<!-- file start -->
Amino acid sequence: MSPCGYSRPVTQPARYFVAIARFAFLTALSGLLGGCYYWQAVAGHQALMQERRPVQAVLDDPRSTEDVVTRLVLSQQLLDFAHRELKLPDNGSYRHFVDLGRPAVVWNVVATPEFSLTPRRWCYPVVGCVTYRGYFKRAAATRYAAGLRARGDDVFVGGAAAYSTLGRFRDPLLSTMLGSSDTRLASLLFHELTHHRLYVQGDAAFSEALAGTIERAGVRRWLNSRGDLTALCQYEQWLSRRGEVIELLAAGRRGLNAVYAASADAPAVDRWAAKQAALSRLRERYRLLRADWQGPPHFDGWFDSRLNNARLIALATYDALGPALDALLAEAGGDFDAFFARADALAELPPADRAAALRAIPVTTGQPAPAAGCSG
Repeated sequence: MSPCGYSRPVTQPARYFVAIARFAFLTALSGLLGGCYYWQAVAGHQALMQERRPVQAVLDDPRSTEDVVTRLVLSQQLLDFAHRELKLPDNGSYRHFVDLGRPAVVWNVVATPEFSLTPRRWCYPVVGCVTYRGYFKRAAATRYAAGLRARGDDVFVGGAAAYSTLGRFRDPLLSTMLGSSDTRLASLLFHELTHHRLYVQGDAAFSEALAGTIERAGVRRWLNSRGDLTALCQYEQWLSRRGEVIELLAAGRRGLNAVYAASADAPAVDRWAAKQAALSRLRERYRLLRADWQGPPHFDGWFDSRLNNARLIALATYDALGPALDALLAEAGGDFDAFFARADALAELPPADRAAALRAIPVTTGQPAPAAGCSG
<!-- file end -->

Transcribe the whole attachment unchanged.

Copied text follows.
Amino acid sequence: MSPCGYSRPVTQPARYFVAIARFAFLTALSGLLGGCYYWQAVAGHQALMQERRPVQAVLDDPRSTEDVVTRLVLSQQLLDFAHRELKLPDNGSYRHFVDLGRPAVVWNVVATPEFSLTPRRWCYPVVGCVTYRGYFKRAAATRYAAGLRARGDDVFVGGAAAYSTLGRFRDPLLSTMLGSSDTRLASLLFHELTHHRLYVQGDAAFSEALAGTIERAGVRRWLNSRGDLTALCQYEQWLSRRGEVIELLAAGRRGLNAVYAASADAPAVDRWAAKQAALSRLRERYRLLRADWQGPPHFDGWFDSRLNNARLIALATYDALGPALDALLAEAGGDFDAFFARADALAELPPADRAAALRAIPVTTGQPAPAAGCSG
Repeated sequence: MSPCGYSRPVTQPARYFVAIARFAFLTALSGLLGGCYYWQAVAGHQALMQERRPVQAVLDDPRSTEDVVTRLVLSQQLLDFAHRELKLPDNGSYRHFVDLGRPAVVWNVVATPEFSLTPRRWCYPVVGCVTYRGYFKRAAATRYAAGLRARGDDVFVGGAAAYSTLGRFRDPLLSTMLGSSDTRLASLLFHELTHHRLYVQGDAAFSEALAGTIERAGVRRWLNSRGDLTALCQYEQWLSRRGEVIELLAAGRRGLNAVYAASADAPAVDRWAAKQAALSRLRERYRLLRADWQGPPHFDGWFDSRLNNARLIALATYDALGPALDALLAEAGGDFDAFFARADALAELPPADRAAALRAIPVTTGQPAPAAGCSG